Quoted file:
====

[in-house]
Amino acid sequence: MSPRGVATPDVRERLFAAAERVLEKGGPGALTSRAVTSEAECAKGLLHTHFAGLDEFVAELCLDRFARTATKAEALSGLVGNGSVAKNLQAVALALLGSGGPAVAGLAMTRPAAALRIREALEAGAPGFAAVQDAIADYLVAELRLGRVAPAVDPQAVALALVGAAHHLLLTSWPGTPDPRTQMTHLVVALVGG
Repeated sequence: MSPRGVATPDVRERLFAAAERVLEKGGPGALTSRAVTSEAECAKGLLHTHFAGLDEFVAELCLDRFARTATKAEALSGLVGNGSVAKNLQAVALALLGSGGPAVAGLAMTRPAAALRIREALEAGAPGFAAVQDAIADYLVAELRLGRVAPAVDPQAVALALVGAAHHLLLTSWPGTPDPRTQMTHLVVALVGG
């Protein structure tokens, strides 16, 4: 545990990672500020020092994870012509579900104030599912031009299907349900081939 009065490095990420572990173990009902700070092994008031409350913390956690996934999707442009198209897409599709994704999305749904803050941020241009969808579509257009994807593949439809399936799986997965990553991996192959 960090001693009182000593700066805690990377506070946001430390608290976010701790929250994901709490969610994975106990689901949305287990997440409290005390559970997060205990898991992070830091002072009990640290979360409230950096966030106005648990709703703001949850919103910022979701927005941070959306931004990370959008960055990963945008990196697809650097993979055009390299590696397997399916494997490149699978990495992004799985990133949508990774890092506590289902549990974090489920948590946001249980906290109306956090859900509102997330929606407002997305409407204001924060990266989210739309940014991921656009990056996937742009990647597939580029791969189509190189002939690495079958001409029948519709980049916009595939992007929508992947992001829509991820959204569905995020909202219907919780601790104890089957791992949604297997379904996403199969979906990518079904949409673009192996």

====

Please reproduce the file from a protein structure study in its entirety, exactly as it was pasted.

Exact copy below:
[in-house]
Amino acid sequence: MSPRGVATPDVRERLFAAAERVLEKGGPGALTSRAVTSEAECAKGLLHTHFAGLDEFVAELCLDRFARTATKAEALSGLVGNGSVAKNLQAVALALLGSGGPAVAGLAMTRPAAALRIREALEAGAPGFAAVQDAIADYLVAELRLGRVAPAVDPQAVALALVGAAHHLLLTSWPGTPDPRTQMTHLVVALVGG
Repeated sequence: MSPRGVATPDVRERLFAAAERVLEKGGPGALTSRAVTSEAECAKGLLHTHFAGLDEFVAELCLDRFARTATKAEALSGLVGNGSVAKNLQAVALALLGSGGPAVAGLAMTRPAAALRIREALEAGAPGFAAVQDAIADYLVAELRLGRVAPAVDPQAVALALVGAAHHLLLTSWPGTPDPRTQMTHLVVALVGG
């Protein structure tokens, strides 16, 4: 545990990672500020020092994870012509579900104030599912031009299907349900081939 009065490095990420572990173990009902700070092994008031409350913390956690996934999707442009198209897409599709994704999305749904803050941020241009969808579509257009994807593949439809399936799986997965990553991996192959 960090001693009182000593700066805690990377506070946001430390608290976010701790929250994901709490969610994975106990689901949305287990997440409290005390559970997060205990898991992070830091002072009990640290979360409230950096966030106005648990709703703001949850919103910022979701927005941070959306931004990370959008960055990963945008990196697809650097993979055009390299590696397997399916494997490149699978990495992004799985990133949508990774890092506590289902549990974090489920948590946001249980906290109306956090859900509102997330929606407002997305409407204001924060990266989210739309940014991921656009990056996937742009990647597939580029791969189509190189002939690495079958001409029948519709980049916009595939992007929508992947992001829509991820959204569905995020909202219907919780601790104890089957791992949604297997379904996403199969979906990518079904949409673009192996």